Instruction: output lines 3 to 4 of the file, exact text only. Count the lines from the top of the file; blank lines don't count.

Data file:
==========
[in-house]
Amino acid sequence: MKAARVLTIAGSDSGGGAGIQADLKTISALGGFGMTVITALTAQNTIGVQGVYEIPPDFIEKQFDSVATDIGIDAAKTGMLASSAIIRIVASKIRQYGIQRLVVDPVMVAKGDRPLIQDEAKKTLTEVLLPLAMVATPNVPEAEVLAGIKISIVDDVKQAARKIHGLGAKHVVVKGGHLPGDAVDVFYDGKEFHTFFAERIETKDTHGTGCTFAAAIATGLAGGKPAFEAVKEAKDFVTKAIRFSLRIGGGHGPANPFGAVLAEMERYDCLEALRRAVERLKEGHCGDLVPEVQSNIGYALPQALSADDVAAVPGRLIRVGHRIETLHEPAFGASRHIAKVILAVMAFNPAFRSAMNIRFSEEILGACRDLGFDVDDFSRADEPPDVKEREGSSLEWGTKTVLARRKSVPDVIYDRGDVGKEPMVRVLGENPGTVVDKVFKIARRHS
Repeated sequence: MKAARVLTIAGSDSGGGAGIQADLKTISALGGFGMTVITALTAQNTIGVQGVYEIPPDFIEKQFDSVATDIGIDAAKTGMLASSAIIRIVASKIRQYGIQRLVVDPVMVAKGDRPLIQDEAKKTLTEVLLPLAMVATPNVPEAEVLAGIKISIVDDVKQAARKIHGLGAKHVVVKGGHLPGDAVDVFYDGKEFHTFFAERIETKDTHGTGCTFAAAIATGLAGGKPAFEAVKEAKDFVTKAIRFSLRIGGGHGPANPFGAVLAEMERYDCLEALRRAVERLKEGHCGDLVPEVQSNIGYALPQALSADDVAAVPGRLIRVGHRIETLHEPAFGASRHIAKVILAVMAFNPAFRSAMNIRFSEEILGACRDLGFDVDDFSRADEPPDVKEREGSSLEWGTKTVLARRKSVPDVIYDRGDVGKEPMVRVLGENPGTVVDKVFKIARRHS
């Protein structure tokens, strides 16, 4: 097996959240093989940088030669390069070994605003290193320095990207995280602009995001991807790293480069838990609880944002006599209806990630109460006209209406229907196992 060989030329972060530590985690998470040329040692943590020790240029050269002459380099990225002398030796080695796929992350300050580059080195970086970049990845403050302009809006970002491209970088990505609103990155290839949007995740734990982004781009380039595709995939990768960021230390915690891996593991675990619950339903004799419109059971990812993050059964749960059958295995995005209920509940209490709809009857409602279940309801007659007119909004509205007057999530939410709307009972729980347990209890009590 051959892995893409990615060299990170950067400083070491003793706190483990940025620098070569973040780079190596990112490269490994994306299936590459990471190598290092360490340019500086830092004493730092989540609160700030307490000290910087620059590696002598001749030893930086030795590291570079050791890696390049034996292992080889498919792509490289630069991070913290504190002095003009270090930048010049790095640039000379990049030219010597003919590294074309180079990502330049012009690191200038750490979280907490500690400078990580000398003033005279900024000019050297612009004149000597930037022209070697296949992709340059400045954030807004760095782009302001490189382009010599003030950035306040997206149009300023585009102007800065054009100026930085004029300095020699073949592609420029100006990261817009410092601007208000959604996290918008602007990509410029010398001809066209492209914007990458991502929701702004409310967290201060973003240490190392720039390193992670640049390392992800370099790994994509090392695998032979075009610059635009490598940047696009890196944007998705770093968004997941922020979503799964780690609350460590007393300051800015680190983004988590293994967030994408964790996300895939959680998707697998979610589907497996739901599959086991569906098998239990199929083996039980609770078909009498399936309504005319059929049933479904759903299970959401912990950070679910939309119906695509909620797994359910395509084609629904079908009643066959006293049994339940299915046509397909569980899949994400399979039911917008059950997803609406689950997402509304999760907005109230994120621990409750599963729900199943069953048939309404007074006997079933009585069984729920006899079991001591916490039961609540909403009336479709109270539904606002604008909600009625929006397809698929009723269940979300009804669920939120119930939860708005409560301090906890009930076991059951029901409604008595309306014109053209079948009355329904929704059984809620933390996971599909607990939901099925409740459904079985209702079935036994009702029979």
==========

Repeated sequence: MKAARVLTIAGSDSGGGAGIQADLKTISALGGFGMTVITALTAQNTIGVQGVYEIPPDFIEKQFDSVATDIGIDAAKTGMLASSAIIRIVASKIRQYGIQRLVVDPVMVAKGDRPLIQDEAKKTLTEVLLPLAMVATPNVPEAEVLAGIKISIVDDVKQAARKIHGLGAKHVVVKGGHLPGDAVDVFYDGKEFHTFFAERIETKDTHGTGCTFAAAIATGLAGGKPAFEAVKEAKDFVTKAIRFSLRIGGGHGPANPFGAVLAEMERYDCLEALRRAVERLKEGHCGDLVPEVQSNIGYALPQALSADDVAAVPGRLIRVGHRIETLHEPAFGASRHIAKVILAVMAFNPAFRSAMNIRFSEEILGACRDLGFDVDDFSRADEPPDVKEREGSSLEWGTKTVLARRKSVPDVIYDRGDVGKEPMVRVLGENPGTVVDKVFKIARRHS
């Protein structure tokens, strides 16, 4: 097996959240093989940088030669390069070994605003290193320095990207995280602009995001991807790293480069838990609880944002006599209806990630109460006209209406229907196992 060989030329972060530590985690998470040329040692943590020790240029050269002459380099990225002398030796080695796929992350300050580059080195970086970049990845403050302009809006970002491209970088990505609103990155290839949007995740734990982004781009380039595709995939990768960021230390915690891996593991675990619950339903004799419109059971990812993050059964749960059958295995995005209920509940209490709809009857409602279940309801007659007119909004509205007057999530939410709307009972729980347990209890009590 051959892995893409990615060299990170950067400083070491003793706190483990940025620098070569973040780079190596990112490269490994994306299936590459990471190598290092360490340019500086830092004493730092989540609160700030307490000290910087620059590696002598001749030893930086030795590291570079050791890696390049034996292992080889498919792509490289630069991070913290504190002095003009270090930048010049790095640039000379990049030219010597003919590294074309180079990502330049012009690191200038750490979280907490500690400078990580000398003033005279900024000019050297612009004149000597930037022209070697296949992709340059400045954030807004760095782009302001490189382009010599003030950035306040997206149009300023585009102007800065054009100026930085004029300095020699073949592609420029100006990261817009410092601007208000959604996290918008602007990509410029010398001809066209492209914007990458991502929701702004409310967290201060973003240490190392720039390193992670640049390392992800370099790994994509090392695998032979075009610059635009490598940047696009890196944007998705770093968004997941922020979503799964780690609350460590007393300051800015680190983004988590293994967030994408964790996300895939959680998707697998979610589907497996739901599959086991569906098998239990199929083996039980609770078909009498399936309504005319059929049933479904759903299970959401912990950070679910939309119906695509909620797994359910395509084609629904079908009643066959006293049994339940299915046509397909569980899949994400399979039911917008059950997803609406689950997402509304999760907005109230994120621990409750599963729900199943069953048939309404007074006997079933009585069984729920006899079991001591916490039961609540909403009336479709109270539904606002604008909600009625929006397809698929009723269940979300009804669920939120119930939860708005409560301090906890009930076991059951029901409604008595309306014109053209079948009355329904929704059984809620933390996971599909607990939901099925409740459904079985209702079935036994009702029979």